Most of this week was devoted to finishing up the nine weeks, and you guys typed your short stories in class. The majority of the week was comprised of independent work. I guess the end of a nine weeks typically looks like this. I could tell most of you were really anxious about composing your short stories. Some of you thought yours were great, some of you thought yours were horrible, some of you tried to write essays instead. I get it. Unfortunately, testing has sucked a lot of creativity out of teaching and writing for students. Sadly the mantra has become "If it isn't going to help us on the test, why do it, right?"
Wrong. I am not going to lie. I was one of the first skeptics regarding the value of this assignment. Surely, the Springboard curriculum got this one wrong. Why do students need to know how to write creatively when they are asked to do it so little?
Now having completed the unit, I can say for certain it was a most valuable investment of time. You guys were challenged to be expressive, think outside the box, generate something from nothing, mimic what good writers do, and produce an original piece. This is not an easy task.
I can say this for certain because each week I write this blog, I also find myself staring at a blank computer screen wondering what words will manifest. Will it be good? Will anyone read it? Will anyone want to read it? How can I make the words do what I want them to do? Say what I want them to say? Control the words without the words controlling me? Even after many years of teaching writing and two degrees, I still struggle, and yet you all were able to make something from nothing at fourteen years old.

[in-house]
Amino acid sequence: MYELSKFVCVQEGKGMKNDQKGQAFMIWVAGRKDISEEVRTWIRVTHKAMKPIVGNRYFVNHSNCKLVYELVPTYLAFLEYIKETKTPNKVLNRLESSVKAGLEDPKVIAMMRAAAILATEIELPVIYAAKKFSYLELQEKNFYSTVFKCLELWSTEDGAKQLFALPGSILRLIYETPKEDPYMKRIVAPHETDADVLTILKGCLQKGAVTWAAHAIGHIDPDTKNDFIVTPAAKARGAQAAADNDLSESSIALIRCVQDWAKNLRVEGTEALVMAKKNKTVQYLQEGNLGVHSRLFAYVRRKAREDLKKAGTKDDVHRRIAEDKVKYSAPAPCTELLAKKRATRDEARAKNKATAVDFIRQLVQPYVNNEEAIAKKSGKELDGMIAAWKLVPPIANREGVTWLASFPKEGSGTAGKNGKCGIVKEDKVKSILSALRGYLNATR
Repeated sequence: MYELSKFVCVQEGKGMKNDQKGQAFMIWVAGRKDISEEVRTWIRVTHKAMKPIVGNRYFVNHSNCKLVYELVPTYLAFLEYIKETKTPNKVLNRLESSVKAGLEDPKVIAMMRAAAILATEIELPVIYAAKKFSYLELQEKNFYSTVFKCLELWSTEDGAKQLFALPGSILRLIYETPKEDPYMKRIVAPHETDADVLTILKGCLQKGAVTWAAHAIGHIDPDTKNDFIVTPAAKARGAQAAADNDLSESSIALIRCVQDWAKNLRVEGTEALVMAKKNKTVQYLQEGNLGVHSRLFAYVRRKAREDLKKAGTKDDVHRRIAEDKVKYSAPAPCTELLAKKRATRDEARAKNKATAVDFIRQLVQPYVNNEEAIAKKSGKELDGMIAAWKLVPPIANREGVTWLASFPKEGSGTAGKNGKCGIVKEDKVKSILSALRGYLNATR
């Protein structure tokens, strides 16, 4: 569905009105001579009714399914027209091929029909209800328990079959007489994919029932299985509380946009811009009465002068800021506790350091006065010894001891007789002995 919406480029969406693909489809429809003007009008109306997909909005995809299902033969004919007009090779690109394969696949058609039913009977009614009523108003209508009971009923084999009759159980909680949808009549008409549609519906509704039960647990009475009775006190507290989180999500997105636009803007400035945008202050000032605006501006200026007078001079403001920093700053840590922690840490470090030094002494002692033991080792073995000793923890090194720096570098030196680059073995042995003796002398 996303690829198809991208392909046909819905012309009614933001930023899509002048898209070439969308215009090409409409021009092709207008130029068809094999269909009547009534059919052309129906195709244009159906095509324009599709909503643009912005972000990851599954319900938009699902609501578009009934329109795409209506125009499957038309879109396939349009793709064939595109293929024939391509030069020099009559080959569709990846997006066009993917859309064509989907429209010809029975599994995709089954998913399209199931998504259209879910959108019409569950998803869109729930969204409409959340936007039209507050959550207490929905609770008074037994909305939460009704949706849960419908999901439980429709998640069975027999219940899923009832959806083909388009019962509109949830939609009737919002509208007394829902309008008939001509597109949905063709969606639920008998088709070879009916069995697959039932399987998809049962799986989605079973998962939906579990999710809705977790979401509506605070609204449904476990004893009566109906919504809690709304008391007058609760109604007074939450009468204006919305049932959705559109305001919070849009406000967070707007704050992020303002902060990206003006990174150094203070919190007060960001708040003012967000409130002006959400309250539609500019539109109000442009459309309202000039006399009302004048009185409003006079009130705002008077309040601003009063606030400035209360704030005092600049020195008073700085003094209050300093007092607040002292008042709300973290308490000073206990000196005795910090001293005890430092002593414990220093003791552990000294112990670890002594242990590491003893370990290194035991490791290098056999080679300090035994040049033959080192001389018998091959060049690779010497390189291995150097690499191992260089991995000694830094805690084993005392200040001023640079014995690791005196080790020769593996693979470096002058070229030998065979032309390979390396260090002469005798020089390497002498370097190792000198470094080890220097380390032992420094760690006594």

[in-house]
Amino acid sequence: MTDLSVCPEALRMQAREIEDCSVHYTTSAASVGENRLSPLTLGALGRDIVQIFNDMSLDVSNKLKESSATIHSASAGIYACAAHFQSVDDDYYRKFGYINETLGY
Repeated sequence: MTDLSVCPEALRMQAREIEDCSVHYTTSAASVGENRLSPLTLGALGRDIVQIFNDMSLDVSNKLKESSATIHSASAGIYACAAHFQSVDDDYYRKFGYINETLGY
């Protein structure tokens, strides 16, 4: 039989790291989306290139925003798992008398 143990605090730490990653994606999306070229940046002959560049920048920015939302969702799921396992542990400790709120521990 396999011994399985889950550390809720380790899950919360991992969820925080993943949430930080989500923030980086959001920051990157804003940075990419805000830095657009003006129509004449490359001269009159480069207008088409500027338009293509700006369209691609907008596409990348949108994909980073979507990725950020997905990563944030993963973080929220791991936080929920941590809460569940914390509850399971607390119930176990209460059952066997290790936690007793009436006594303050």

Yes, this is a most necessary skill, to be able to think and create. What could be more important than that? I have read several of the stories, and so far, I have been thoroughly impressed. I have so many incredible students and am daily reminded of how fortunate I am to wake up every morning and do what I love. I hope many of you get to do the same thing in adulthood. If you do, I promise it will never feel like work, even if you are grading 157 short stories written by fourteen year olds. Oh my gosh, do I seriously have 157 short stories to grade? Please let some of them be really good.
I already know of one that is good, really good. This student, who shall remain anonymous, wrote a short story very personal in nature. This story moved me in ways I could never convey in words. When I am a retired teacher who thinks back fondly on my years in the classroom, I know this short story will be in my reserve of memories.
I have already read it a dozen times. By the way, do you still have 157 essays to grade if you read the same one 12 times? This should put me down to 145, right? But I digress. This story was stellar for many reasons. One, it was very well written, hardly an error in sight, which is rare to see in my line of work. Secondly, the story stood out because of the message, or as we call it in class, the theme. Essentially, the story is a character questioning the value of time, and how we end up wasting a lot of it.
The story reminded me of something I already knew but had somehow forgotten. We do not have much time on this planet. How we use the time we have been given is very important. Aside from teaching, I always wanted to be a writer. I suppose I became a teacher because it was the more practical of the two. I knew what teachers did, but the job of a writer seemed more elusive. Does one become a journalist, a novelist, a freelance writer, or what exactly? Now, I know, a writer just writes, plain a simple.
All of you became writers this week, and your teacher did too. I am tired of the hands of the clock mocking me. I know you guys are too. Let's do something big together, like we already have
Time's a Wastin',